The bill passed the House Transportation: Vehicles and Safety Committee on a 9-0 vote March 18. Mains, a firefighter paramedic with Downers Grove, had a large contingent of his fellow firefighters sitting in the audience in a show of solidarity when he testified on its behalf. Besides being touching, Wheeler said, it made an impression – three of the committee’s members have signed on as co-sponsors of the legislation.

When it passes the House, the bill will go to the Senate, where Mains’ state Senator, Republican Pam Althoff, R-McHenry, will carry it.

“This is a nonpartisan issue. Families of all makeups get affected by the thousands, and people of all types cause this,” Mains said. “We didn’t want this to happen to any other family.”

Weese was the first DUI victim in Illinois honored with a memorial sign from the Illinois Department of Transportation.

Mains and his wife Diane became actively involved in the group Alliance Against Intoxicated Motorists, and Joel Mains now sits on its board. Diane, Weese’s biological mother, died in 2006.

The Chicago Tribune Editorial Board comes out in favor of scrapping the DUI 30 day hard time rule

Last week, I posted a blog post about a pending bill in the Illinois legislature that would end the 30 day hard time rule which prevents first time DUI offenders from getting a driving permit until they have served 30 days of their statutory summary suspension.

Now, the Chicago Tribune editorial board has come out in favor of it too.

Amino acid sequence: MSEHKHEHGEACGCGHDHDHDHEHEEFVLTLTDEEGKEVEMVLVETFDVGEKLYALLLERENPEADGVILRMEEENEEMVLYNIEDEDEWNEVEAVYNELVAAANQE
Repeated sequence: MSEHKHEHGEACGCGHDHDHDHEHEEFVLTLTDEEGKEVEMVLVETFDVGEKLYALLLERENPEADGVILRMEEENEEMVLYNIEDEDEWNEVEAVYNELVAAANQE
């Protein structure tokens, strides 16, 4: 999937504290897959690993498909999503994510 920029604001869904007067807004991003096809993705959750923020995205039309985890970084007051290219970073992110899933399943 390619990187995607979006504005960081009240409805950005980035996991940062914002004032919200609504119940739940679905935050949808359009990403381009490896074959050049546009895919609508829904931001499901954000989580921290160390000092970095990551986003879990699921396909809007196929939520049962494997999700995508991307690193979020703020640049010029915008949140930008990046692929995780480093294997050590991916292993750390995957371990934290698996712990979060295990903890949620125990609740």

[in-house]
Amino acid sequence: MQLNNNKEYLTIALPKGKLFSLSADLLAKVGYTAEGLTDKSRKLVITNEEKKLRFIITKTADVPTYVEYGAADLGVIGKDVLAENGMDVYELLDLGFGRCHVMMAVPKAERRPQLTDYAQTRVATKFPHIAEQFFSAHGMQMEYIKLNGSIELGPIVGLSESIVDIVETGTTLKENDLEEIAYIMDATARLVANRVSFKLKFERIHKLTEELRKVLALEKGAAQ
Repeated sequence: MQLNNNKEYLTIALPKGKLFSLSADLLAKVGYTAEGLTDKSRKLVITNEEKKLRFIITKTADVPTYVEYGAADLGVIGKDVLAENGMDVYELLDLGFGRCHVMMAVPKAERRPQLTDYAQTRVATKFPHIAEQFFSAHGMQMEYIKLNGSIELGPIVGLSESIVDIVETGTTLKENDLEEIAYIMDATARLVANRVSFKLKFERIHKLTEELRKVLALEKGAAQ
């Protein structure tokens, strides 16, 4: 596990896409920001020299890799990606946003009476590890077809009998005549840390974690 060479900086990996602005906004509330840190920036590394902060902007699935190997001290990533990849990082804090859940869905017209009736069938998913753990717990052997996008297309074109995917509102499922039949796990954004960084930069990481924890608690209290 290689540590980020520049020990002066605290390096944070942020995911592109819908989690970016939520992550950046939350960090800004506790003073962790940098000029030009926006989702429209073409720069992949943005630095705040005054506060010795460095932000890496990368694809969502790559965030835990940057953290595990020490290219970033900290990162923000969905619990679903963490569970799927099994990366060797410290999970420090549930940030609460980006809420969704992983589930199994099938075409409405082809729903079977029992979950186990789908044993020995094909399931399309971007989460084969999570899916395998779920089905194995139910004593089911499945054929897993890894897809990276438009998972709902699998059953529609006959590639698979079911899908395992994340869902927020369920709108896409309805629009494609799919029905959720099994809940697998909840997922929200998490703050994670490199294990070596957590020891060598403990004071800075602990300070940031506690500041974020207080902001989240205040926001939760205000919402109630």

Here is their editorial, which is pay-walled on their site (why would they want to keep people from reading their opinions?):

Illinois law says that if you’re arrested for drunken driving, you’re supposed to serve the driver’s version of “hard time.” That is, you can’t drive, period. This “hard time” is supposed to be 30 days for first-time offenders and up to three years for repeat offenders.

But people steer around that law in several ways. Some simply drive without a license. Some work out plea deals with local prosecutors to pay hefty fines so they can avoid a suspension.

The Illinois State Bar Association has proposed a way to end the evasion — by ending the “hard time” period of suspensions.

The ISBA proposes that motorists charged with DUI be required to install ignition interlock devices that test for alcohol on a driver’s breath. They would drive — sober — with the interlock instead of losing driving privileges. The presumption is that more drivers would pay to install the devices and drive legally, rather than drive illegally or cut deals to avoid suspension.

Mothers Against Drunk Driving — long an advocate of ignition interlocks for all DUI offenders — is on board with the idea. So is the Chicago-area advocacy group called Alliance Against Intoxicated Motorists. They’re not exactly known as pushovers on drunken driving.